Are we seeing early signs of inflation easing?By Jon Aldrich
It sure has been a long year for investors and consumers, even though we are only half-way through the year. We just had another miserable month in the stock market, with the S & P 500 dropping 8.4% during June, while the Bloomberg U.S. Aggregate Bond Index fell 1.2%. Inflation is up around 9% so the price of everything seems crazy right now. 2022 will be remembered in the same vein as those other illustrious years in our memories such as 2008, 2000, 1987, 1973-74, etc. What doesn’t kill us, makes us stronger.
However, there are early signs that inflation may be peaking or has already peaked, which is the first step on the road to recovery and a bit of normalcy in our lives. These figures are not yet included in the official published inflation figures released by the government last month, but should start showing up soon. Let’s take a look at a few charts that I share with clients in our meetings that provides some evidence:
Commodity Prices are Falling:
Commodity prices across the agricultural, energy, & metals sectors are falling, and falling fast. Eventually, this will have to trickle down into goods we purchase. Even gasoline has shown signs of prices coming down.
Fertilizer prices which are a large input for food prices have fallen over 30% in the last couple of months:
Used Car Prices:
Prices for used cars, which have soared over the last year or so, are beginning to come back to earth:
Less Container Ships Waiting to Offload Cargo:
You have heard the stories of all the cargo ships waiting to unload off the coast of Long Beach, CA, because there was not enough labor to get the job done. There are a lot less ships waiting to offload now.
Inventories are Building Up:
We have all been living through the dreaded “Supply Chain Issues” over this last year, but with China opening up from COVID and the consumer starting to slow down their spending in anticipation of a recession, companies such as Wal-Mart and Target are reporting that inventories are starting to build up. Higher inventories, mean more goods available, and eventually, probably too many goods. When companies have too many goods to unload, they start cutting prices to move these goods.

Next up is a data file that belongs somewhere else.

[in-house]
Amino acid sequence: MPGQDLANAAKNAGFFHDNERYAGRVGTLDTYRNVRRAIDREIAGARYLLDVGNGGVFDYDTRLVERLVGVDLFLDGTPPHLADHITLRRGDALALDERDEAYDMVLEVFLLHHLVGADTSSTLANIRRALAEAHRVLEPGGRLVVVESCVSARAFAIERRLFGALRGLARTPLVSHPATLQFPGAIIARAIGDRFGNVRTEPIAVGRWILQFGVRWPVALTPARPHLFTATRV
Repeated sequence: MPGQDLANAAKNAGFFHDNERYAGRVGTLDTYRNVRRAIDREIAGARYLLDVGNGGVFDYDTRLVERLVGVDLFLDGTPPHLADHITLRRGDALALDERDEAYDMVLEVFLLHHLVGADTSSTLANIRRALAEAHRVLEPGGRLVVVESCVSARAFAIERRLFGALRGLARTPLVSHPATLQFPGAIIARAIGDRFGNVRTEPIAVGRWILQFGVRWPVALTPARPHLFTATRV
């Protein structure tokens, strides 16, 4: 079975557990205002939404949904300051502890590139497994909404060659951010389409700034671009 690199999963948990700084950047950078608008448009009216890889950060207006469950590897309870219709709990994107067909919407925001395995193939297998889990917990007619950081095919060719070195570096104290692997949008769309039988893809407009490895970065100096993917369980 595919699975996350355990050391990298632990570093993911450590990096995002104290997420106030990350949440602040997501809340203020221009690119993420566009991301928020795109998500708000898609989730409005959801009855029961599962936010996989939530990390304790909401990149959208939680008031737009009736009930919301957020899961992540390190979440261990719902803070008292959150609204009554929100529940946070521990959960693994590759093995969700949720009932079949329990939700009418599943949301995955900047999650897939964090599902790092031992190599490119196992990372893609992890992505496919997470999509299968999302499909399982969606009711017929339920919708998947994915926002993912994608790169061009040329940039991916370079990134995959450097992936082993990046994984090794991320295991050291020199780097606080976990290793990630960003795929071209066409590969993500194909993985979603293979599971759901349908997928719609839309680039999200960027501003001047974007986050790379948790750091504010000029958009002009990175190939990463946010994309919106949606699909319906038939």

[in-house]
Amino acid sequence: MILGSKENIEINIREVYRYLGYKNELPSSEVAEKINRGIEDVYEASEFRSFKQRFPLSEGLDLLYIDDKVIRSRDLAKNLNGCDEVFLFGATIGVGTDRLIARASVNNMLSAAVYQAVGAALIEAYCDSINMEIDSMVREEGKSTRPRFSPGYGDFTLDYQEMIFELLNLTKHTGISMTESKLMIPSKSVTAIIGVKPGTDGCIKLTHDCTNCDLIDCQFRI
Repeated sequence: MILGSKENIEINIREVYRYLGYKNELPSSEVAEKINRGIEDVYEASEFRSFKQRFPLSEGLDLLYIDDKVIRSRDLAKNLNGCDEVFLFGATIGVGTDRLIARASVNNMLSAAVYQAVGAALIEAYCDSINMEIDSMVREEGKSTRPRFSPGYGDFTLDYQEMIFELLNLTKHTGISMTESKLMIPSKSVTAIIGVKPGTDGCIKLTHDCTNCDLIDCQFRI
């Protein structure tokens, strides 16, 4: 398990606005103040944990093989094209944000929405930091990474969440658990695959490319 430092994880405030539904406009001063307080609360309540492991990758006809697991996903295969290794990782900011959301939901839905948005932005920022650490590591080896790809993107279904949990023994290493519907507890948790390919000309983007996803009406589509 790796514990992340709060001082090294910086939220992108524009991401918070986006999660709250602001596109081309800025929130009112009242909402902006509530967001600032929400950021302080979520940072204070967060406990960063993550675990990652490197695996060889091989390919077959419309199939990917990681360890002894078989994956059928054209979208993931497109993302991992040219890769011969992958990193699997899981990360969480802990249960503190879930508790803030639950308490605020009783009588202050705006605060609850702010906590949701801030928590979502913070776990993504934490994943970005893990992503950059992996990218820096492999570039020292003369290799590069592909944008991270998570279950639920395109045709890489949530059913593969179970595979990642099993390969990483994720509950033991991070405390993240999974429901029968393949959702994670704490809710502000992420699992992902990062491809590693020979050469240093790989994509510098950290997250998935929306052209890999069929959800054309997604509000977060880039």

Consumer Spending is Starting to Drop:
The consumer is starting to pull back on spending:
These are all indications that we may be close to peak inflation and for prices to start coming down soon. Can you imagine how excited we will be when gas may “only” be $4 a gallon? However, the Federal Reserve is still intent on raising rates to cool the economy to curtail inflation and as I mentioned before, they seem willing to push until there is a recession if it means stopping inflation. A Recession is the lesser of two evils.
Since inflation is really our biggest worry as investors and consumers, this may be an acceptable trade-off. Once inflation has cooled, and the economy retreats, it can function as a reset for the economy and markets to recover. It is no fun going through a recession as there will be job losses, an economic slowdown, falling housing prices and difficult market conditions for stocks, but can actually be good for bonds as interest rates fall. But, recessions are a normal feature of the business and economic cycle and help cool off the excesses, speculation and froth that can build up in markets and cause “bubbles”, which are not a good thing.
Personally, I think all the talk of a mythical “soft-landing” (reduce inflation while keeping economy out of a recession) is rubbish. The Federal Reserve has never been able to actually achieve a soft-landing in the past and in reality will likely continue raising interest rates until the economy is in a recession, and then start cutting interest rates to spur the economy that has slowed too much. This is the way that it has worked the last several decades and since they were so late to acknowledge inflation, this is the likely path things will take.
I am telling clients currently to be prepared to “tighten their belts” for a time and if there are large purchases that can be put off such as new vehicles, large home improvements, new homes, etc. consider waiting 6-12 months or maybe just a bit longer and there is a good chance prices will be substantially lower and bargains can be had then as the likely recession takes hold and things reset a bit. Holding onto some extra cash these days is not the worst thing you can do. Have a great 4th of July!